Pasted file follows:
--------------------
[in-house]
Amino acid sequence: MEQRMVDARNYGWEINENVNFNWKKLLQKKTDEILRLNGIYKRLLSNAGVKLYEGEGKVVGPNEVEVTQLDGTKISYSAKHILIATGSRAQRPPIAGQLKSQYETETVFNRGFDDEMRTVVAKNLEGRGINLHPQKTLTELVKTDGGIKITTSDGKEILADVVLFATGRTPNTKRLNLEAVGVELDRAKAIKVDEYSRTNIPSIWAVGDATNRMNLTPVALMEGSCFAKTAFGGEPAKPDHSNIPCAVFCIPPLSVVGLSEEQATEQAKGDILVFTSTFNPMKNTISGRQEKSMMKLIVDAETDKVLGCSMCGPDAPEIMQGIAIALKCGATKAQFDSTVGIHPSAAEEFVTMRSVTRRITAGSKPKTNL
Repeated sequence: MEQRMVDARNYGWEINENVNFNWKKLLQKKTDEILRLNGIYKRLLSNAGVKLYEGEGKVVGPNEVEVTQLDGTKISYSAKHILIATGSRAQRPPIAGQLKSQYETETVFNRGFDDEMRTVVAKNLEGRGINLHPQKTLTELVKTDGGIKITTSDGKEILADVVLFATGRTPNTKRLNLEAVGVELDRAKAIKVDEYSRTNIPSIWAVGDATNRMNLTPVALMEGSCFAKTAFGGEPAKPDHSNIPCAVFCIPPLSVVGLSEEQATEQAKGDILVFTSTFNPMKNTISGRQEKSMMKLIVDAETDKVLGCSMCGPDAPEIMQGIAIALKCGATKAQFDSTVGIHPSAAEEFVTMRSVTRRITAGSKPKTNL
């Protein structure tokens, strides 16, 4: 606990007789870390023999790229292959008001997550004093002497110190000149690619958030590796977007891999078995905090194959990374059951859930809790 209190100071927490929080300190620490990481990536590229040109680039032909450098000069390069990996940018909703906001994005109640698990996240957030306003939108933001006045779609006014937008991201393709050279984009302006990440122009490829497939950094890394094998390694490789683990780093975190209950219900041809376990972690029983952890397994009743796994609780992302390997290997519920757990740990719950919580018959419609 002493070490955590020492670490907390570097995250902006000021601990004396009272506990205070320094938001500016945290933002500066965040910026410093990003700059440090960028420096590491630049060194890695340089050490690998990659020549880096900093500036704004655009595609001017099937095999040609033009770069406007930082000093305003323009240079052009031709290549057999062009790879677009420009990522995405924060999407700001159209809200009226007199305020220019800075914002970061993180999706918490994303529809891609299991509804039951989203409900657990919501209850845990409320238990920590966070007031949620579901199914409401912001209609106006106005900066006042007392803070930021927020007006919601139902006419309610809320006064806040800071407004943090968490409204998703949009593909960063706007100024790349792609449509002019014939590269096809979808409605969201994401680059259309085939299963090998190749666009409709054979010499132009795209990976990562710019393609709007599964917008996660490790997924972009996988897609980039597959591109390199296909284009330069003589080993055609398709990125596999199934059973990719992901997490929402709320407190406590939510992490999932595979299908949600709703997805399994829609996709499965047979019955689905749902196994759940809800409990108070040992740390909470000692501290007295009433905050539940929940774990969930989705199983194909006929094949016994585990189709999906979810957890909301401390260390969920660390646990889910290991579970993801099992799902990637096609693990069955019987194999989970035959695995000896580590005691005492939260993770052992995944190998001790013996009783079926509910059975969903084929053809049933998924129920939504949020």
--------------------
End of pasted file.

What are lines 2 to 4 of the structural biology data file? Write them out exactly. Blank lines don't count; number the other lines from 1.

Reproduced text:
Amino acid sequence: MEQRMVDARNYGWEINENVNFNWKKLLQKKTDEILRLNGIYKRLLSNAGVKLYEGEGKVVGPNEVEVTQLDGTKISYSAKHILIATGSRAQRPPIAGQLKSQYETETVFNRGFDDEMRTVVAKNLEGRGINLHPQKTLTELVKTDGGIKITTSDGKEILADVVLFATGRTPNTKRLNLEAVGVELDRAKAIKVDEYSRTNIPSIWAVGDATNRMNLTPVALMEGSCFAKTAFGGEPAKPDHSNIPCAVFCIPPLSVVGLSEEQATEQAKGDILVFTSTFNPMKNTISGRQEKSMMKLIVDAETDKVLGCSMCGPDAPEIMQGIAIALKCGATKAQFDSTVGIHPSAAEEFVTMRSVTRRITAGSKPKTNL
Repeated sequence: MEQRMVDARNYGWEINENVNFNWKKLLQKKTDEILRLNGIYKRLLSNAGVKLYEGEGKVVGPNEVEVTQLDGTKISYSAKHILIATGSRAQRPPIAGQLKSQYETETVFNRGFDDEMRTVVAKNLEGRGINLHPQKTLTELVKTDGGIKITTSDGKEILADVVLFATGRTPNTKRLNLEAVGVELDRAKAIKVDEYSRTNIPSIWAVGDATNRMNLTPVALMEGSCFAKTAFGGEPAKPDHSNIPCAVFCIPPLSVVGLSEEQATEQAKGDILVFTSTFNPMKNTISGRQEKSMMKLIVDAETDKVLGCSMCGPDAPEIMQGIAIALKCGATKAQFDSTVGIHPSAAEEFVTMRSVTRRITAGSKPKTNL
């Protein structure tokens, strides 16, 4: 606990007789870390023999790229292959008001997550004093002497110190000149690619958030590796977007891999078995905090194959990374059951859930809790 209190100071927490929080300190620490990481990536590229040109680039032909450098000069390069990996940018909703906001994005109640698990996240957030306003939108933001006045779609006014937008991201393709050279984009302006990440122009490829497939950094890394094998390694490789683990780093975190209950219900041809376990972690029983952890397994009743796994609780992302390997290997519920757990740990719950919580018959419609 002493070490955590020492670490907390570097995250902006000021601990004396009272506990205070320094938001500016945290933002500066965040910026410093990003700059440090960028420096590491630049060194890695340089050490690998990659020549880096900093500036704004655009595609001017099937095999040609033009770069406007930082000093305003323009240079052009031709290549057999062009790879677009420009990522995405924060999407700001159209809200009226007199305020220019800075914002970061993180999706918490994303529809891609299991509804039951989203409900657990919501209850845990409320238990920590966070007031949620579901199914409401912001209609106006106005900066006042007392803070930021927020007006919601139902006419309610809320006064806040800071407004943090968490409204998703949009593909960063706007100024790349792609449509002019014939590269096809979808409605969201994401680059259309085939299963090998190749666009409709054979010499132009795209990976990562710019393609709007599964917008996660490790997924972009996988897609980039597959591109390199296909284009330069003589080993055609398709990125596999199934059973990719992901997490929402709320407190406590939510992490999932595979299908949600709703997805399994829609996709499965047979019955689905749902196994759940809800409990108070040992740390909470000692501290007295009433905050539940929940774990969930989705199983194909006929094949016994585990189709999906979810957890909301401390260390969920660390646990889910290991579970993801099992799902990637096609693990069955019987194999989970035959695995000896580590005691005492939260993770052992995944190998001790013996009783079926509910059975969903084929053809049933998924129920939504949020």